How do you choose a consultant, and why you should find one who uses a coaching approach?
Since leaving public service, I have worked through many personal discoveries. This involved facing some harsh truths about myself as I established my own consulting and coaching business (Leadership Coach in Brisbane, QLD | Susanne Le Boutillier)
I reflected on what some would say are my most significant achievements. This led to the realisation that consciously applying a coaching approach would have resulted in greater impact and delivery at less personal cost.
I still achieved some excellent results through intuitive use of coaching. However, imagine what I could have achieved using it more consciously.
In the latter stages of my public sector career, I fell into some common traps with more limited resourcing and under extreme pressure to deliver outcomes.
- Traps that when working in complexity mean you are delivering what is wanted by the powers above you. Unfortunately, it may not have always been the best thing to do, and at times, everyone may not have come with me.
- Traps like trying to reach agreement too quickly and possibly missing even better ideas because you feel pressured to deliver.
- Traps like ploughing ahead because it feels right to you, but you have not stopped to ask yourself how you could be wrong. We are often told to ‘trust’ our gut. These days I prefer to test mine.
So how is this relevant to choosing a consultant?
A 2018 Harvard Business Review article described consultants ‘like skillful actors, who use a combination of ‘backstage preparation and ‘front stage’ performance to make the … client believe the story they want to tell‘.
The story, they the Consultant, wants to tell.
The article makes it sound like consulting machines place little emphasis on making sure it is the right story for the client and their specific situation.
What should you look for?
In my view, consultants need to put their ego aside. They need to manage their internal dialogue and use a consulting approach that links leadership coaching to their client’s strategy. Most importantly, the consultant needs to focus on what their client wants to achieve.
Their approach should be informed by:
- academic research
- validated tools, and preferably
- years of experience working in a relevant area.
Experience need not always be about success. Sometimes lessons learned from failure delivers deeper insights and has a more lasting impact.
The Consultant should also use personal reflection to notice when their thoughts and actions are getting in the way of client needs.
If your Consultant uses a coaching approach, they can keep an eye out for when the traps mentioned above, and others arise.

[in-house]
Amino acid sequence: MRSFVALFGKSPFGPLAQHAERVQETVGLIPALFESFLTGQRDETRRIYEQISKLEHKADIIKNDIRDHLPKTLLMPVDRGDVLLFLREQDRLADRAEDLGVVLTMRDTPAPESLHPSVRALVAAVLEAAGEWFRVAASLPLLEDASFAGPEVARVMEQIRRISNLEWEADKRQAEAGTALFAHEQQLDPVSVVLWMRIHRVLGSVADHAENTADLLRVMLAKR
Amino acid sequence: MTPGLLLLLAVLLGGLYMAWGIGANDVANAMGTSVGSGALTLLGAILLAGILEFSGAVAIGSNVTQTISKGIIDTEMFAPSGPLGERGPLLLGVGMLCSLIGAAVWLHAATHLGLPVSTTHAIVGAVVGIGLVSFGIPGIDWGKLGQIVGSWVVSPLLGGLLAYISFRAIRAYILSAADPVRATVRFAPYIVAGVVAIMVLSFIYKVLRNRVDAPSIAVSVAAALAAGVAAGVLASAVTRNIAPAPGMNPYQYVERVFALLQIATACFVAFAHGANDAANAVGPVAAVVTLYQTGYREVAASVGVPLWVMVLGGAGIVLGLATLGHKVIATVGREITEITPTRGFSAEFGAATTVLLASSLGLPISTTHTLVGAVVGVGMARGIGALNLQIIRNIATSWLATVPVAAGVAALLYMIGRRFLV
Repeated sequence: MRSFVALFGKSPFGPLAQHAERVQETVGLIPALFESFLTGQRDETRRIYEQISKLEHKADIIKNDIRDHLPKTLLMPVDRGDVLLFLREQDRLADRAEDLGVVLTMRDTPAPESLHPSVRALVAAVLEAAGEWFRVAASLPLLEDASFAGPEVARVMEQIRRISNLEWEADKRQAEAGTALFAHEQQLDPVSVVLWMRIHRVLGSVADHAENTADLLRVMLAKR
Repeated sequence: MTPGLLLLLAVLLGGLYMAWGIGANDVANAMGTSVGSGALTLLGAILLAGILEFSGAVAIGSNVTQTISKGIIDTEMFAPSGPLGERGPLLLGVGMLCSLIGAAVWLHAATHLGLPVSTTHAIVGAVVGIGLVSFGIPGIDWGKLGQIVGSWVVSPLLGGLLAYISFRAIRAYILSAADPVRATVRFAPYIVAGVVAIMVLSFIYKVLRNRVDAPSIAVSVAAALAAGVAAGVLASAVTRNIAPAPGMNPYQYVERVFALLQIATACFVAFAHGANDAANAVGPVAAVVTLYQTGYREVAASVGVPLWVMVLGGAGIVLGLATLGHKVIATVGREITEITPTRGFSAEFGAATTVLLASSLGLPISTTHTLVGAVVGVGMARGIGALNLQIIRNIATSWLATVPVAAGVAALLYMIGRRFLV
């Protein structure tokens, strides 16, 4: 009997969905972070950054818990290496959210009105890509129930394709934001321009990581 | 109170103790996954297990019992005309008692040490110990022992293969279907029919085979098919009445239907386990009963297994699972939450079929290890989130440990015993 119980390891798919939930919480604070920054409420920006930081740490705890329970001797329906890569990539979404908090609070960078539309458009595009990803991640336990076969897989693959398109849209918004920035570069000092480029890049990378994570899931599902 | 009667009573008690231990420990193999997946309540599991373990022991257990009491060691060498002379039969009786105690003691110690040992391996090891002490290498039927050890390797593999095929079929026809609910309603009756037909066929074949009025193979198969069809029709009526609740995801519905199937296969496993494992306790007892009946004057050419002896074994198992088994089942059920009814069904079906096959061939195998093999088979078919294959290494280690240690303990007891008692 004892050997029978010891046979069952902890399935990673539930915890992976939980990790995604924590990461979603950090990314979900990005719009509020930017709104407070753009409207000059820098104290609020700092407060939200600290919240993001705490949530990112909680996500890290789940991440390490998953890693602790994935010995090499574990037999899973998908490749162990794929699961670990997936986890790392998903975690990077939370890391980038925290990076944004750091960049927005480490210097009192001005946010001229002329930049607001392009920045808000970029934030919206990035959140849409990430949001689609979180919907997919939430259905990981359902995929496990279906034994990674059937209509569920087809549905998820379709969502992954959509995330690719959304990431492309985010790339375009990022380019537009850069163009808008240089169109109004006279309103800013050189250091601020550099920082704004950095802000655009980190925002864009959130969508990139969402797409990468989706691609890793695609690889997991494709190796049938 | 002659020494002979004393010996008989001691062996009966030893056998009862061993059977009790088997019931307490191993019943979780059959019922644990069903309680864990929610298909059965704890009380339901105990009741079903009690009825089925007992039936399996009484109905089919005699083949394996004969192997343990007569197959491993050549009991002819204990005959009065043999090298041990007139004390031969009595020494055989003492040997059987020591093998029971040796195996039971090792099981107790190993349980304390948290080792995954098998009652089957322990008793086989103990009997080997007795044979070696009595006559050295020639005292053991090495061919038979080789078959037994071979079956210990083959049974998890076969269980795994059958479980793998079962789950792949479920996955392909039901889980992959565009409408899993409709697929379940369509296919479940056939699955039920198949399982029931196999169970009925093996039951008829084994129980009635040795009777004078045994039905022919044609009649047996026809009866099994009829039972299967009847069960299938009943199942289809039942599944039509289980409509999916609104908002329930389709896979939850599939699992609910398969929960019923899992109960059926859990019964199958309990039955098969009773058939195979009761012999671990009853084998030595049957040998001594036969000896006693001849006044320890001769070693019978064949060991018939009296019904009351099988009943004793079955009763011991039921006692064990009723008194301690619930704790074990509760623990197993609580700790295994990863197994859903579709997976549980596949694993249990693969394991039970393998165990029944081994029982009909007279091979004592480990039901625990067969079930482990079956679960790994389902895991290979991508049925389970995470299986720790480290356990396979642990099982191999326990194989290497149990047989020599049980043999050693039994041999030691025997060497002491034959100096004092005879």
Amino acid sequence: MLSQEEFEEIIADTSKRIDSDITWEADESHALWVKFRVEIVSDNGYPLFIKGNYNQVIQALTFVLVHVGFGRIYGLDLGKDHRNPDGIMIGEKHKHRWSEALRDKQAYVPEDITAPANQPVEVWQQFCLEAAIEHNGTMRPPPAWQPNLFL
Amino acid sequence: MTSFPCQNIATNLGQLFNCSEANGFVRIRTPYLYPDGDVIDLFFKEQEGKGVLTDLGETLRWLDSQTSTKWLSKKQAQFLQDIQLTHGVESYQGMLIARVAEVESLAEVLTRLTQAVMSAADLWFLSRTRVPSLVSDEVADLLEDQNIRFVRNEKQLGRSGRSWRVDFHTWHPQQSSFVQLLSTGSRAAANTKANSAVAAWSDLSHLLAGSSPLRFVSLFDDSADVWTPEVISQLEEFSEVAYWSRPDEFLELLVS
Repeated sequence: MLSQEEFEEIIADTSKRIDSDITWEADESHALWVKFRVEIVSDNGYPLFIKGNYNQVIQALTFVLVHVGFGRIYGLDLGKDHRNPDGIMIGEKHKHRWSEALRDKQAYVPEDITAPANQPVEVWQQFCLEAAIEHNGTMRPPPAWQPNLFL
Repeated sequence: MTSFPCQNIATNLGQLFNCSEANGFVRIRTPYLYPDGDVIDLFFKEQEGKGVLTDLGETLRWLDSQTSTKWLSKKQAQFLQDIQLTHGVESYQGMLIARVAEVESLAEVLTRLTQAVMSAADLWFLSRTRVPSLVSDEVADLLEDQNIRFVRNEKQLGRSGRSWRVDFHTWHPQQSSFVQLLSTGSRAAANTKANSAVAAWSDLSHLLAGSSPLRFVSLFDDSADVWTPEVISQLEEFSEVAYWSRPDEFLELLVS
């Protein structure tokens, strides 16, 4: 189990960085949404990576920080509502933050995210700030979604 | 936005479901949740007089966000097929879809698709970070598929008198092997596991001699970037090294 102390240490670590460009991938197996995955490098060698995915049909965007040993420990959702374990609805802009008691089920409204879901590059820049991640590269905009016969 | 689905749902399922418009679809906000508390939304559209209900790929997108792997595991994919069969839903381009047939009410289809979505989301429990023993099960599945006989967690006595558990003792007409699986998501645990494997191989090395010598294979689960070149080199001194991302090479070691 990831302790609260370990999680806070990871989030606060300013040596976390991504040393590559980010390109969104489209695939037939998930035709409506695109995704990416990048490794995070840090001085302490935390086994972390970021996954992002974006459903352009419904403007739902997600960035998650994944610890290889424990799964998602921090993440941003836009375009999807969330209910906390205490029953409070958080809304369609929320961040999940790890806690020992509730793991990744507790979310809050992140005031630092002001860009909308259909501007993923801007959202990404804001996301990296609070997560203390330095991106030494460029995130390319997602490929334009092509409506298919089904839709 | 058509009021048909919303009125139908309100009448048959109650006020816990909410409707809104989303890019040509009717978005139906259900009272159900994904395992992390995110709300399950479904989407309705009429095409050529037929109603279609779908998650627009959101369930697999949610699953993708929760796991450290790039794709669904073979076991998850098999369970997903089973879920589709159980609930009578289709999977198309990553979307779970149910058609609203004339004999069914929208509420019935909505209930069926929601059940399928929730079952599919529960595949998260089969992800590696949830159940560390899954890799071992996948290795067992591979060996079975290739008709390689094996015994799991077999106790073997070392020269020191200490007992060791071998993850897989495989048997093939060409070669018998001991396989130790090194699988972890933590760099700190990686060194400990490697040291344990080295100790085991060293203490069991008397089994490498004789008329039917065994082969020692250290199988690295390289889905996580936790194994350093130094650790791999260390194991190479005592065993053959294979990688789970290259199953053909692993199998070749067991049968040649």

Consultants should help clients develop the capability to thrive in complexity.
Using the complexity mind traps described in Jennifer Garvey-Berger’s short and highly relatable book Unlocking Leadership Mindtraps: How to thrive in complexity is a great place to start.
A Consultant should also notice when these traps hold a client back and apply coaching strategies that enable the client to develop this awareness themselves.
Clients need to be actively involved in exploring the systems they operate in and making sense of what the data shows and the stories told by different people in the system.
If a client is not supported to understand their system from multiple perspectives, they will be less likely to adapt when the need arises.
Genuine dialogue with client stakeholders can generate a deeper understanding of the options for managing a complex situation. Clients should be supported to do this themselves. If the consultant does the initial exploration, clients will need to tap into any feelings arising from this exploration safely.
Genuine dialogue happens with the suspension of judgement and an exchange of ideas. This enables new possibilities to emerge from the process of exploring the thoughts and feelings of others. Options for the future appear when creative dialogue explores a range of perspectives with an open mind.
Creative dialogue is essential as clients cannot solve complex problems; they can only manage them. The consultant’s role should be to enable this to occur.
Solution or direction?
Importantly, consulting in complexity is not about reassuring clients they will be fine once they have your magic solution. A client would do just as well sticking their head in the sand.
A consultant who uses a coaching approach will help their client explore their system with curiosity and work out what direction to head.
They will help their client design safe to fail experiments and build in feedback loops to identify when to adapt and either amplify what they are doing or dampen it down.
Are you ready to be challenged and gain new and deeper insights about yourself, your organisation, and your operating system?
If you want a companion on a journey of discovery, one where you develop capabilities for the emerging future, let’s have a conversation and explore what possibilities we could achieve together.
And, when the time is right, and if it would be of benefit to you, I might even share some more of my story.